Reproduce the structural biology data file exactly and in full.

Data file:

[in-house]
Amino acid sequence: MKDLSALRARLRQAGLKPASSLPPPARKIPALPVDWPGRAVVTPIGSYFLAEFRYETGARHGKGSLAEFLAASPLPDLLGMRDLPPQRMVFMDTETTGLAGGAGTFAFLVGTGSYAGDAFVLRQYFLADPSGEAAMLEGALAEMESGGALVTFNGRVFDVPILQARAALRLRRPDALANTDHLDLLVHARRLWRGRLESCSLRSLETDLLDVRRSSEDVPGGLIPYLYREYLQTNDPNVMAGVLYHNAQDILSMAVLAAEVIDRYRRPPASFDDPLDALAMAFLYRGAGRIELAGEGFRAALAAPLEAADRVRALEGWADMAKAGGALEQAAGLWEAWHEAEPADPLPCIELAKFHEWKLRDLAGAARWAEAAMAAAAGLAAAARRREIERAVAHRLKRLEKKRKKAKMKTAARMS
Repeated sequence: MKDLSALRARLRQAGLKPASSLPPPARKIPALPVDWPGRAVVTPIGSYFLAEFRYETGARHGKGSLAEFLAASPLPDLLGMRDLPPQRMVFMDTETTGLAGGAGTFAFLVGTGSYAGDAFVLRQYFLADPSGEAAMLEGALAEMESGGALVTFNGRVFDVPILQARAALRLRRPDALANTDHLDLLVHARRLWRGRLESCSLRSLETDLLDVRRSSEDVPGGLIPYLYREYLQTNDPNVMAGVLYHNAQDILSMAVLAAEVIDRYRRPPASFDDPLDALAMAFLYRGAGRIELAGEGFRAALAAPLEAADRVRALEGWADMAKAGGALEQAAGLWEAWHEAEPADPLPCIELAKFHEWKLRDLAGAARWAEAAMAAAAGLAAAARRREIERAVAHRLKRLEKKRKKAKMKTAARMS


[in-house]
Amino acid sequence: MKDLSALRARLRQAGLKPASSLPPPARKIPALPVDWPGRAVVTPIGSYFLAEFRYETGARHGKGSLAEFLAASPLPDLLGMRDLPPQRMVFMDTETTGLAGGAGTFAFLVGTGSYAGDAFVLRQYFLADPSGEAAMLEGALAEMESGGALVTFNGRVFDVPILQARAALRLRRPDALANTDHLDLLVHARRLWRGRLESCSLRSLETDLLDVRRSSEDVPGGLIPYLYREYLQTNDPNVMAGVLYHNAQDILSMAVLAAEVIDRYRRPPASFDDPLDALAMAFLYRGAGRIELAGEGFRAALAAPLEAADRVRALEGWADMAKAGGALEQAAGLWEAWHEAEPADPLPCIELAKFHEWKLRDLAGAARWAEAAMAAAAGLAAAARRREIERAVAHRLKRLEKKRKKAKMKTAARMS
Repeated sequence: MKDLSALRARLRQAGLKPASSLPPPARKIPALPVDWPGRAVVTPIGSYFLAEFRYETGARHGKGSLAEFLAASPLPDLLGMRDLPPQRMVFMDTETTGLAGGAGTFAFLVGTGSYAGDAFVLRQYFLADPSGEAAMLEGALAEMESGGALVTFNGRVFDVPILQARAALRLRRPDALANTDHLDLLVHARRLWRGRLESCSLRSLETDLLDVRRSSEDVPGGLIPYLYREYLQTNDPNVMAGVLYHNAQDILSMAVLAAEVIDRYRRPPASFDDPLDALAMAFLYRGAGRIELAGEGFRAALAAPLEAADRVRALEGWADMAKAGGALEQAAGLWEAWHEAEPADPLPCIELAKFHEWKLRDLAGAARWAEAAMAAAAGLAAAARRREIERAVAHRLKRLEKKRKKAKMKTAARMS